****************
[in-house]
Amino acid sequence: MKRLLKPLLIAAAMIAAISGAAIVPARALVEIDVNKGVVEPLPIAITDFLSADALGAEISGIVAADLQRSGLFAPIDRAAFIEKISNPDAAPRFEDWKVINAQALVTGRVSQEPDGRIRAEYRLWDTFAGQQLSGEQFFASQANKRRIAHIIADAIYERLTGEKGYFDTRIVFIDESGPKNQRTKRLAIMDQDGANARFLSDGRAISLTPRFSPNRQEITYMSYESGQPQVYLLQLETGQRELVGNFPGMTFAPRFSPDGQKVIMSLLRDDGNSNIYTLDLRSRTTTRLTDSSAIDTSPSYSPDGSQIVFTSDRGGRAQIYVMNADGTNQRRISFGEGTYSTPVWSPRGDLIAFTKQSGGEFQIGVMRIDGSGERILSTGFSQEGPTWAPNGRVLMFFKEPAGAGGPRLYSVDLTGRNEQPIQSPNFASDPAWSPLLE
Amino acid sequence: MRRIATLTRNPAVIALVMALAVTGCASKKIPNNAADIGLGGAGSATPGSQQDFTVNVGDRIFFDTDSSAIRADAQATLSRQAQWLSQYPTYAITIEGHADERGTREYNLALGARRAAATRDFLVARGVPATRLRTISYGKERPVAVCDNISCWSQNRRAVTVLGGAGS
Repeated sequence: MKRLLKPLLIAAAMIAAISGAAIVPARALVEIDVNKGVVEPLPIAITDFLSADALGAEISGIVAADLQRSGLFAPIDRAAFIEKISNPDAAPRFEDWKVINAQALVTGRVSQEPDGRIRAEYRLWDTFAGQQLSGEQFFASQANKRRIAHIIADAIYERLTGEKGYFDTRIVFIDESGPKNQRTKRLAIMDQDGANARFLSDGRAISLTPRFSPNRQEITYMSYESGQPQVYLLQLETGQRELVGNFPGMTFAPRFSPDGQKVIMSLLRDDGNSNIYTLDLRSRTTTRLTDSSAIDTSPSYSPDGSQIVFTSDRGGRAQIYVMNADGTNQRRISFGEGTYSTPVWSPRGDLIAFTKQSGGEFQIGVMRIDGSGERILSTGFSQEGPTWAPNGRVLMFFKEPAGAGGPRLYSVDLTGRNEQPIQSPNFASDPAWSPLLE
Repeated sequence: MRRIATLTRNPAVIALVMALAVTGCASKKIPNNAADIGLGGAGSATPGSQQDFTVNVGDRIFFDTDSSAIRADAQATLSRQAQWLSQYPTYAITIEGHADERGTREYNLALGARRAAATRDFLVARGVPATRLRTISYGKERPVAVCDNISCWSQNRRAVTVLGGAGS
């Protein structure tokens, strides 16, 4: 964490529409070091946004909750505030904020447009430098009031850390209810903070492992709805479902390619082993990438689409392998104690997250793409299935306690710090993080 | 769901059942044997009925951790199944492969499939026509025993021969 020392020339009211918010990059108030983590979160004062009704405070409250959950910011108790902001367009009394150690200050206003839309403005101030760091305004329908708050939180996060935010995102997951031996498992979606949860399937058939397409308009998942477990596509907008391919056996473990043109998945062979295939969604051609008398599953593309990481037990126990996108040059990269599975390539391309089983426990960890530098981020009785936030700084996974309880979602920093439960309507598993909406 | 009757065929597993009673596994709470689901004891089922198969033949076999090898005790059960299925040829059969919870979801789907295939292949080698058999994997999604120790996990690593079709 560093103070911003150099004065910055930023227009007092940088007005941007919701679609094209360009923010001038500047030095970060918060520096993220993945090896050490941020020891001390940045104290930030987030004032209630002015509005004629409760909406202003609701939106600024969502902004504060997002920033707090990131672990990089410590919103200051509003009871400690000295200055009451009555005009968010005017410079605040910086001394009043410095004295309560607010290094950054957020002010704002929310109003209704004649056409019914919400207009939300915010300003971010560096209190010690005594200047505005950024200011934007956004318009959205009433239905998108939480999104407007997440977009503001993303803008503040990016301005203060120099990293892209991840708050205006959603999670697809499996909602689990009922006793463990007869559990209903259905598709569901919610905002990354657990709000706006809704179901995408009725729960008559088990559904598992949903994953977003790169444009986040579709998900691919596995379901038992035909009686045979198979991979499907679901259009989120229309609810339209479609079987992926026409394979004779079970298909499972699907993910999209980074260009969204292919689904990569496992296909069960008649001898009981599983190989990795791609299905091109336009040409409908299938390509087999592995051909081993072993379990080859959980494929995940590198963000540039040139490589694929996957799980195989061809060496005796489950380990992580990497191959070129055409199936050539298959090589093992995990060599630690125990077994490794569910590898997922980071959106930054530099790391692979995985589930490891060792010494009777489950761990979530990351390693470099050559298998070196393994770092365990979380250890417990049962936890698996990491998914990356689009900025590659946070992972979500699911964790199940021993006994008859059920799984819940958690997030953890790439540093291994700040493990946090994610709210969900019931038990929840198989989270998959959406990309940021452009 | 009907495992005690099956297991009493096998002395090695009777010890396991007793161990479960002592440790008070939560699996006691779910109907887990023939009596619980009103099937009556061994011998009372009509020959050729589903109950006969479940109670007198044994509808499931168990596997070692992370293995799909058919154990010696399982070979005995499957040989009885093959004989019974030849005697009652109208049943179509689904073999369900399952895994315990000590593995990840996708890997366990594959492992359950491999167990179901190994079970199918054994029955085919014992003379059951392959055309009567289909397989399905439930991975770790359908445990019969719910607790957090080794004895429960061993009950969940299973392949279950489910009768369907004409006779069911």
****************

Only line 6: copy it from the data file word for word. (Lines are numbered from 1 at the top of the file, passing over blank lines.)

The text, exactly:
């Protein structure tokens, strides 16, 4: 964490529409070091946004909750505030904020447009430098009031850390209810903070492992709805479902390619082993990438689409392998104690997250793409299935306690710090993080 | 769901059942044997009925951790199944492969499939026509025993021969 020392020339009211918010990059108030983590979160004062009704405070409250959950910011108790902001367009009394150690200050206003839309403005101030760091305004329908708050939180996060935010995102997951031996498992979606949860399937058939397409308009998942477990596509907008391919056996473990043109998945062979295939969604051609008398599953593309990481037990126990996108040059990269599975390539391309089983426990960890530098981020009785936030700084996974309880979602920093439960309507598993909406 | 009757065929597993009673596994709470689901004891089922198969033949076999090898005790059960299925040829059969919870979801789907295939292949080698058999994997999604120790996990690593079709 560093103070911003150099004065910055930023227009007092940088007005941007919701679609094209360009923010001038500047030095970060918060520096993220993945090896050490941020020891001390940045104290930030987030004032209630002015509005004629409760909406202003609701939106600024969502902004504060997002920033707090990131672990990089410590919103200051509003009871400690000295200055009451009555005009968010005017410079605040910086001394009043410095004295309560607010290094950054957020002010704002929310109003209704004649056409019914919400207009939300915010300003971010560096209190010690005594200047505005950024200011934007956004318009959205009433239905998108939480999104407007997440977009503001993303803008503040990016301005203060120099990293892209991840708050205006959603999670697809499996909602689990009922006793463990007869559990209903259905598709569901919610905002990354657990709000706006809704179901995408009725729960008559088990559904598992949903994953977003790169444009986040579709998900691919596995379901038992035909009686045979198979991979499907679901259009989120229309609810339209479609079987992926026409394979004779079970298909499972699907993910999209980074260009969204292919689904990569496992296909069960008649001898009981599983190989990795791609299905091109336009040409409908299938390509087999592995051909081993072993379990080859959980494929995940590198963000540039040139490589694929996957799980195989061809060496005796489950380990992580990497191959070129055409199936050539298959090589093992995990060599630690125990077994490794569910590898997922980071959106930054530099790391692979995985589930490891060792010494009777489950761990979530990351390693470099050559298998070196393994770092365990979380250890417990049962936890698996990491998914990356689009900025590659946070992972979500699911964790199940021993006994008859059920799984819940958690997030953890790439540093291994700040493990946090994610709210969900019931038990929840198989989270998959959406990309940021452009 | 009907495992005690099956297991009493096998002395090695009777010890396991007793161990479960002592440790008070939560699996006691779910109907887990023939009596619980009103099937009556061994011998009372009509020959050729589903109950006969479940109670007198044994509808499931168990596997070692992370293995799909058919154990010696399982070979005995499957040989009885093959004989019974030849005697009652109208049943179509689904073999369900399952895994315990000590593995990840996708890997366990594959492992359950491999167990179901190994079970199918054994029955085919014992003379059951392959055309009567289909397989399905439930991975770790359908445990019969719910607790957090080794004895429960061993009950969940299973392949279950489910009768369907004409006779069911």